As Tina tweeted, The Daily Beast saw their best month ever in November with 10.7 million unique visitors according to internal figures tracked by Omniture, an increase of nearly 80 percent over last year's traffic and an increase of about a million uniques over October. A company spokesman also told us that the magazine's advertising pages were up 59 percent over last year. Web traffic watchers know that the various services can vary widely, as is the case with The Daily Beast. For instance, the site Quantcast shows The Daily Beast having reached a traffic peak around May of this year, and while traffic is up in November, it's not a record. The advertising industry standard is comScore, but The Daily Beast didn't share those numbers with us. Nevertheless, the company credits the boost not only to the sex addiction story -- 2,000 Likes on Facebook! -- but the site's reporting on the Penn State and Syracuse scandals. The takeaway: sex sells, even when it's addictive or horrifying. But the commentary about politics and economics, an area Tina said she hoped to emphasize when taking over Newsweek earlier this year, is doing well, too.
"The Beast is on a roar!" tweeted Tina Brown on Thursday afternoon, reporting the best traffic month ever for her website and a welcome victory for her recently gutted editorial team. The exclamation-laden tweet comes less than two weeks after WWD's John Koblin wondered whether Brown had "lost her fastball" in a pretty dire-sounding update on the nine-month-old marriage of Newsweek and The Daily Beast. The Tina Brown fastball, Koblin says, has to do with "her gut, her knack at spotting the zeitgeist." Others have criticized Brown for going a little overboard with attention-grabbing topics. (Remember that creepy zombie Princess Diana cover?) Well, traffic is traffic, and believe it or not, the company tells us the latest Newsweek cover story on "The Sex Addiction Epidemic" helped power The Daily Beast's surge.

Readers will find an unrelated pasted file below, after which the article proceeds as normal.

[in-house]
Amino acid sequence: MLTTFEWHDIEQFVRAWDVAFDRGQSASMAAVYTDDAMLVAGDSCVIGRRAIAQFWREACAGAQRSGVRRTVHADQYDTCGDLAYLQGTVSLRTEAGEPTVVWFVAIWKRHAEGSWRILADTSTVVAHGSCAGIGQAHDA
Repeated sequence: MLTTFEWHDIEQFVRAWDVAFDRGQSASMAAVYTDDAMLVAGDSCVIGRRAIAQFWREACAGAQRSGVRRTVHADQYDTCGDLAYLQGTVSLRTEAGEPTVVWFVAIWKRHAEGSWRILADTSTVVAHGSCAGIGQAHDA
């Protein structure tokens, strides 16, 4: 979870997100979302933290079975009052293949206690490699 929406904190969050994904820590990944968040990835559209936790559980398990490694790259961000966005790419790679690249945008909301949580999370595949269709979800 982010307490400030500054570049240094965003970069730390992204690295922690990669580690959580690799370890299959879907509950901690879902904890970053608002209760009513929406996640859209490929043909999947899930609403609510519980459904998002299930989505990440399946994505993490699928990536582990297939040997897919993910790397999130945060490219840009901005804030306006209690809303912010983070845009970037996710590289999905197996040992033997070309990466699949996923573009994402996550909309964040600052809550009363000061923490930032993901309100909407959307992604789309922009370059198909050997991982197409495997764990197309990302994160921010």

"The Daily Beast's traffic surge comes from stories across the spectrum of topics we cover -- politics, society, international," the Daily Beast's new executive editor Jane Spencer told The Atlantic Wire. "Our most read stories in November included Buzz Bissinger’s scathing critique of Joe Paterno, Niall Ferguson’s Newsweek column on how the U.S. can avoid imminent collapse, our breaking news coverage of the GOP debates anchored by Howie Kurtz, and Chris Lee’s riveting cover story on the sex addiction epidemic."
Inevitably, one has to read The Daily Beast's good news in the context of its recent staff shakeup. Two weeks ago, the company fired publisher Ray Chelstowski; managing editor Tom Weber and Tina's longtime lieutenant Edward Felsenthal followed him out the door, both having resigned. It was only four days later that Koblin published unsettling story that seemed to suggest a chaotic environment at Newsweek and The Daily Beast. Koblin said the people working under Tina Brown as "a little broken" and quoted one unnamed staffer saying "It can be a miserable place to work." Not everyone appreciated Koblin's tone, and Newsweek International editor Tunku Varadarajan tweeted that, "He ignored everything that contradicted his 'thesis'."
It's remarkable to imagine champagne corks popping at The Daily Beast just two weeks later. We have not confirmed that they are actually drinking champagne in the company's Frank Gehry-designed headquarters in Chelsea, but they should. Breaking records is good news!
This article is from the archive of our partner The Wire.